NORTH ADAMS -- The Westboro Baptist Church, an extremist religious group out of Kansas, has threatened to protest at the funeral of U.S. Army Pfc. Michael DeMarsico II on Saturday, but local officials are asking the community to ignore the group and instead turn out to support the family in the same fashion as it did Wednesday.
DeMarsico, 20, died Aug. 16, from injuries sustained from an enemy improvised explosive device while serving in Afghanistan. He was assigned to the 1st Battalion, 23rd Infantry Regiment, 3rd Stryker Brigade Combat Team, 2nd Infantry out of Joint Base Lewis-McChord, Wash.
"I encourage all to support the family by attending the wake, the funeral and, most importantly, by lining the procession routes to the service from the funeral home to the First Baptist Church as well as after the service to the cemetery," Mayor Richard J. Alcom bright said Thursday. "Family and friends have encouraged folks to wear as much blue to honor Michael. Our collective efforts need to focus on the DeMarsico family."
The Westboro Baptist Church released a statement on its website Wednesday night stating that it intended to "preach its message" outside the First Baptist Church. The organization, which has been known to announce protests and then not show up, picketed DeMarsico’s base in July.
Rebekah Phelps-Davis, a member of the Westboro church, confirmed to New England Newspapers on Thursday that a group of WBC
"A half-dozen or so," Phelps-Davis said, based on availability. "Every time we conduct a religious demonstration, we are going to be lawful, we are going to be peaceful, and we are going to cooperate with law enforcement."
The group justifies its presence at military funerals by saying "soldiers are dying for the homosexual and other sins of America."
News of the WBC’s an nouncement spread quickly across social media sites early Thursday, eliciting local reactions of anger and sadness and prompting the creation of two Facebook pages aimed at organizing local counter-protests.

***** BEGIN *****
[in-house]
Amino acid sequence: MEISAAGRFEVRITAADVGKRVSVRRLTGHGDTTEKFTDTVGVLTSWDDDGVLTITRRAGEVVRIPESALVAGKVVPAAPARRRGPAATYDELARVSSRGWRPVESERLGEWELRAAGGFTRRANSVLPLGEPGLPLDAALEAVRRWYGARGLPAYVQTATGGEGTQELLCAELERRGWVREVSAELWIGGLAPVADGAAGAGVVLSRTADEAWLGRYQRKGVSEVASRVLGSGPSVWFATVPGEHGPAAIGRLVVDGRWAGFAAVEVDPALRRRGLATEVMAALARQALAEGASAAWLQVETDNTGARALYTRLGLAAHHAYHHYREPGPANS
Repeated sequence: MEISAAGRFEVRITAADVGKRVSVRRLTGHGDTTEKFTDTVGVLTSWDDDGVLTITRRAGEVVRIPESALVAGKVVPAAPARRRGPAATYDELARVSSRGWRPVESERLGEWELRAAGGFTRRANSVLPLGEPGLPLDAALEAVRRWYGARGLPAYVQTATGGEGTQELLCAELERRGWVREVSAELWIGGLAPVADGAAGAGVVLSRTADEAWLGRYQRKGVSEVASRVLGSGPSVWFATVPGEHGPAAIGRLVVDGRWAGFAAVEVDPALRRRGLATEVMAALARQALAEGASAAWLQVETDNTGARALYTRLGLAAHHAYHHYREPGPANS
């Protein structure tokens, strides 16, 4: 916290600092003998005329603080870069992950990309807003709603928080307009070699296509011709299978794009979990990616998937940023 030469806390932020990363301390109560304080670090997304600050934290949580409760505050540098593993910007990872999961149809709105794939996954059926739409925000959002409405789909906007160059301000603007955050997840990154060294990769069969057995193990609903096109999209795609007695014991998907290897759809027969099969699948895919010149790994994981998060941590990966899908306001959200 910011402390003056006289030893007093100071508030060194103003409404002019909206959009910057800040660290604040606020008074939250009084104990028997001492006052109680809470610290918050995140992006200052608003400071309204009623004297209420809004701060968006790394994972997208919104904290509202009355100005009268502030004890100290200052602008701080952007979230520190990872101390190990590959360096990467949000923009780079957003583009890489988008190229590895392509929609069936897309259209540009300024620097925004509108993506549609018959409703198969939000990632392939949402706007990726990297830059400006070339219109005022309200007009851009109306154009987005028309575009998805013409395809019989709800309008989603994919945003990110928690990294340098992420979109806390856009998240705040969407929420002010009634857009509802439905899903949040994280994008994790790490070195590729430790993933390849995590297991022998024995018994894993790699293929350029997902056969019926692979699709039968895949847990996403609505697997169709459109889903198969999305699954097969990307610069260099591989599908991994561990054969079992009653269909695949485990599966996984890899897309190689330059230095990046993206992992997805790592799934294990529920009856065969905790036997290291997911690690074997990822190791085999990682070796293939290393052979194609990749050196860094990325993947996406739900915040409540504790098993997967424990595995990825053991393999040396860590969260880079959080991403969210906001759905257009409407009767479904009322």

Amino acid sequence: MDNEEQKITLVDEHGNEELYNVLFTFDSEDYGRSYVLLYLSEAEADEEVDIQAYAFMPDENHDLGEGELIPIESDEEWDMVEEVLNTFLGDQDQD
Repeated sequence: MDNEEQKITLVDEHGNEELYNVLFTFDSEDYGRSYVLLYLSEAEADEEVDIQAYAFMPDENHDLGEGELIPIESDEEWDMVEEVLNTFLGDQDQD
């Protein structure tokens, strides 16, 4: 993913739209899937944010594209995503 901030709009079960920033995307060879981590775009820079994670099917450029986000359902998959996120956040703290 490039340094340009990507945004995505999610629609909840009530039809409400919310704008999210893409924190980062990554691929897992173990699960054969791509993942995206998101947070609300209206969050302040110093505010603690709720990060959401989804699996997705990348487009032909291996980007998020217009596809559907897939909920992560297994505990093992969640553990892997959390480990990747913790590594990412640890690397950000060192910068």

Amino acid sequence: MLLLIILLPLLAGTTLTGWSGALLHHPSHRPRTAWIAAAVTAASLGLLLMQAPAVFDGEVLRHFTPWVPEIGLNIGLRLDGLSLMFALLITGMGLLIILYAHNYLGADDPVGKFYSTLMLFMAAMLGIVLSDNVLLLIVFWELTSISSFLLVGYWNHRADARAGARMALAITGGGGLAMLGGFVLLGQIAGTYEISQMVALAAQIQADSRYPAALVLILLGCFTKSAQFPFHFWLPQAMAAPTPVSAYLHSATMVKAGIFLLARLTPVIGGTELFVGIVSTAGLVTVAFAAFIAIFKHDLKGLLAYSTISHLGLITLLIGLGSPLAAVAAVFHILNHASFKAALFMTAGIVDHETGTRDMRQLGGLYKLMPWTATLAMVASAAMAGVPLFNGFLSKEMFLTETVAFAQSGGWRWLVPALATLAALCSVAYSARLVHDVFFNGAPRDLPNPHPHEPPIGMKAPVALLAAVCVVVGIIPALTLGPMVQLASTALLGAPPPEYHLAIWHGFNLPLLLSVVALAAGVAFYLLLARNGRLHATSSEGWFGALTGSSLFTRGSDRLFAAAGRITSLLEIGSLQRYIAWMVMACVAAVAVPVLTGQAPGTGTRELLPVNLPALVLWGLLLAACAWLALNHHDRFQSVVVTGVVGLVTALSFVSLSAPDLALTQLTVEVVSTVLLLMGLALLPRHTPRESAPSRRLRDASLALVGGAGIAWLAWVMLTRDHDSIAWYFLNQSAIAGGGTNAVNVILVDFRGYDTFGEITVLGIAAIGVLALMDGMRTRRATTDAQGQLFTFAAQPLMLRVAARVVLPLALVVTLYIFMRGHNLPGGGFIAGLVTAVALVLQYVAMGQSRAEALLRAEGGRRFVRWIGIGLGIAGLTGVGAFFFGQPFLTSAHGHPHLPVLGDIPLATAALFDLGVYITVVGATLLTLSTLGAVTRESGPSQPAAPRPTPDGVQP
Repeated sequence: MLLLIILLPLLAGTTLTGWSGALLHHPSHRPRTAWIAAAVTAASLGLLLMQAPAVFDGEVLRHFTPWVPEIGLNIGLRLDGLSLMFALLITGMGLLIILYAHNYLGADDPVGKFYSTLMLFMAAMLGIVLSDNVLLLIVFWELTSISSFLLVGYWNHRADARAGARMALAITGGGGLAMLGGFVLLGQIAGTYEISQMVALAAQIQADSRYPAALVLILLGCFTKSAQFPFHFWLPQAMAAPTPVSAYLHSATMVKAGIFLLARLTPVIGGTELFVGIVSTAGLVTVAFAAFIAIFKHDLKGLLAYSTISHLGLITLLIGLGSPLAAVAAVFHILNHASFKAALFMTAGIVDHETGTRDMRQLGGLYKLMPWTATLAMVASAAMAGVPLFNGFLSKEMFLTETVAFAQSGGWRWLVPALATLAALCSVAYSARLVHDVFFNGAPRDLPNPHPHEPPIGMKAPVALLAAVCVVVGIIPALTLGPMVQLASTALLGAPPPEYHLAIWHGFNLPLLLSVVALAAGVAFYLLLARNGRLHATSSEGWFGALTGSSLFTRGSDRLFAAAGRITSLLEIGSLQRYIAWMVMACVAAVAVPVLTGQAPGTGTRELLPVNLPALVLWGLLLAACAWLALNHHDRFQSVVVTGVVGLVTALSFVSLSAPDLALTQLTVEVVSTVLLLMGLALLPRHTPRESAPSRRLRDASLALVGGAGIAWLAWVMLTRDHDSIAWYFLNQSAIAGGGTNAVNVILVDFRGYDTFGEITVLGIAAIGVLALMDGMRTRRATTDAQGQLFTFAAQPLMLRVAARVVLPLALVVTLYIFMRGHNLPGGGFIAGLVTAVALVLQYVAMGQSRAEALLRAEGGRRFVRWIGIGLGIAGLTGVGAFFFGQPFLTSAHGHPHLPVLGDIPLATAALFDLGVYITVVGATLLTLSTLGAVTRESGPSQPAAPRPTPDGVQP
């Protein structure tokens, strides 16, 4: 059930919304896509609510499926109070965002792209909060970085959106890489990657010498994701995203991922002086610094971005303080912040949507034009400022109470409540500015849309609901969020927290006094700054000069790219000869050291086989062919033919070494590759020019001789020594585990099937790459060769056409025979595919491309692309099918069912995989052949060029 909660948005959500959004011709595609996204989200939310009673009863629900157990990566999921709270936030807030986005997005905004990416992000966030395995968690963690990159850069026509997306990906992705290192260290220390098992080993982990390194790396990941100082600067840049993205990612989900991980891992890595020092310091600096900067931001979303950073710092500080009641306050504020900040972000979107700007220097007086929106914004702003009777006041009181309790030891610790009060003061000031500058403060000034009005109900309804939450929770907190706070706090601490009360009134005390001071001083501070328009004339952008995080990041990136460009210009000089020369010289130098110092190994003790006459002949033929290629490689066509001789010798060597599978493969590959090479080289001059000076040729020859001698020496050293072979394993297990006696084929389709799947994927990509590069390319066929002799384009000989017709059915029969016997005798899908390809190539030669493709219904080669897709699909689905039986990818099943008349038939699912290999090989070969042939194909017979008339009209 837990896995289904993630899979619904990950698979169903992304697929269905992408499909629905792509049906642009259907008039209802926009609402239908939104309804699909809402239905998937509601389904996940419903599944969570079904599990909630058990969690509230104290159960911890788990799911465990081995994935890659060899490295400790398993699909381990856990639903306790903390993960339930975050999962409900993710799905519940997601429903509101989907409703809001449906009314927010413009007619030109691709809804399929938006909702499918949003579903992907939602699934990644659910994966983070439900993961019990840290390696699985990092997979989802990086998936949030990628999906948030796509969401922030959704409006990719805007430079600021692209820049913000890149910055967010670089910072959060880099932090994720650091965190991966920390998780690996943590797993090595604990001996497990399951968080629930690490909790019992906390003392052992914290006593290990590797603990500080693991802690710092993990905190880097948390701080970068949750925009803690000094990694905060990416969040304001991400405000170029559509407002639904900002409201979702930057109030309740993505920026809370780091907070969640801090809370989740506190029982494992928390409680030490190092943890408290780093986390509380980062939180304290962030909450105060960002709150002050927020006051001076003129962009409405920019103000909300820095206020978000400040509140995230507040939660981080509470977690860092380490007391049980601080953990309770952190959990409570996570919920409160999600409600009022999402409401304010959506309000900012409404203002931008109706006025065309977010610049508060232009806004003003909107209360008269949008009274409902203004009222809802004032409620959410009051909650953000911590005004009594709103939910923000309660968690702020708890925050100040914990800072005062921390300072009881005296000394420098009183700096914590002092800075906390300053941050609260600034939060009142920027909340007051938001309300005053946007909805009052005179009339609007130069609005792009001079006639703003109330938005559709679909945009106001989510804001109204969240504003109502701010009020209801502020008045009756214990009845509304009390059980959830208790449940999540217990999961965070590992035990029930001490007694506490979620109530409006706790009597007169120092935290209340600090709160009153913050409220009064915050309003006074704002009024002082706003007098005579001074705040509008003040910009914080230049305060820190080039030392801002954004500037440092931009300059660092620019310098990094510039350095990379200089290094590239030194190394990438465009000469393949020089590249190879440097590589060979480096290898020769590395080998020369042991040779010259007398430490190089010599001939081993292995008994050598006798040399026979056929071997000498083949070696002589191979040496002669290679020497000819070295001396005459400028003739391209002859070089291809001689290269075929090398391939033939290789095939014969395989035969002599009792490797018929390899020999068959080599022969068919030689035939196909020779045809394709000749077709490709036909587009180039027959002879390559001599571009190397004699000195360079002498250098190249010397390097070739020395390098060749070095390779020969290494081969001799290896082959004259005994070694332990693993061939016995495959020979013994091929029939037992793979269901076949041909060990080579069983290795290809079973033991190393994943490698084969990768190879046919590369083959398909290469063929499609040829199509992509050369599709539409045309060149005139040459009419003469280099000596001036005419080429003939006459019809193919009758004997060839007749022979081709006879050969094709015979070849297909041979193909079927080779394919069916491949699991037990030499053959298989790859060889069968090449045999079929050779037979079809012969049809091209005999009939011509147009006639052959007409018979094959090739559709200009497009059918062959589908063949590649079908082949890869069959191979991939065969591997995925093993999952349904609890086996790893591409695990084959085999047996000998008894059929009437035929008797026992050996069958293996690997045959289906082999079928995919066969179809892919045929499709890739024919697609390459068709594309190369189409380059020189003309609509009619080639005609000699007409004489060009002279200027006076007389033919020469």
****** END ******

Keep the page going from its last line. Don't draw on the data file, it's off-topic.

"We are prepared. We have discussed the possibility of a protest since we first learned about Michael’s death," Alcombright said. "Our greater community should know that since [then], a team consisting of the family, the U.S. Army, the funeral home, the First Baptist Church and city officials has been carefully planning all aspects of the funeral proceedings. These plans have been carefully thought out and include provisions to deal with the threat of protests."
He added, "I am asking that all people refrain from any activity other than the continued outpouring of prayers and by continuing to wrap their arms around the family."
He also confirmed that members of the Patriot Guard Riders, who were invited by the family and participated in Wednesday’s motorcade, would "have a presence" in the city Saturday.
Alcombright declined to comment on how any protest or counter-protest group would be handled if they showed up.
While hundreds of local residents pledged to join either of the two counter-protest groups on Saturday, Robert Grandchamp, a close friend of DeMarsico’s, urged them to ignore the WBC in a Facebook post.
"These guys are jokes no matter how angry they make us," Grandchamp wrote. "Kill them by not giving them the satisfaction. We really know who Mike was and what he stood for. Mike wouldn’t want anyone to give them the time of day. Respect that. Their main purpose for being here is publicity. So keep the cameras off of them, keep your heads turned [away]."
Hundreds of local residents, as well as Lt. Gov. Timothy Murray, the City Council and the Berkshire Legislative delegation and other state and military officials, are expected to attend DeMarsico’s wake today at Flynn & Dagnoli Funeral Home, West Chapels, 521 West Main St. Calling hours are from 2 to 7 p.m.
Funeral services will be held at 11 a.m. at the First Baptist Church, 131 Main St.
According to the Rev. David Anderson, pastor, doors to the church will open at 10 a.m., with seating being limited to 725 people. A portion of the seating will be held in an "overflow area," where MCLA will simulcast the services. In addition, audio from the service will be broadcasted outside the church for those who cannot be seated. Among those expected to attend are Gov. Deval Patrick, U.S. senators John Kerry and Scott Brown and other state and military officials.
"Michael will be carried throughout the procession by a horse drawn caisson, escorted by military personnel," Alcombright said.
The funeral procession will begin at the funeral home, traveling along West Main Street, up Main Street, around Monument Square, stopping in front of the church.
Burial will follow the service at Southview Cemetery. The procession, which will be limited to immediate family, will travel north on Eagle Street, past the Veterans Memorial Park onto Route 2, turning onto Holden Street. From there, it will turn onto Main Street and then onto American Legion Drive before heading south on Ashland Street to the cemetery.
"We’re asking those who plan to go to the cemetery to head there, using Church Street, right after the services," the mayor said.
There will also be a reception immediately following the services at the St. Elizabeth’s Parish Center on St. Anthony Drive.
New England Newspapers reporter Jenn Smith contributed to this report.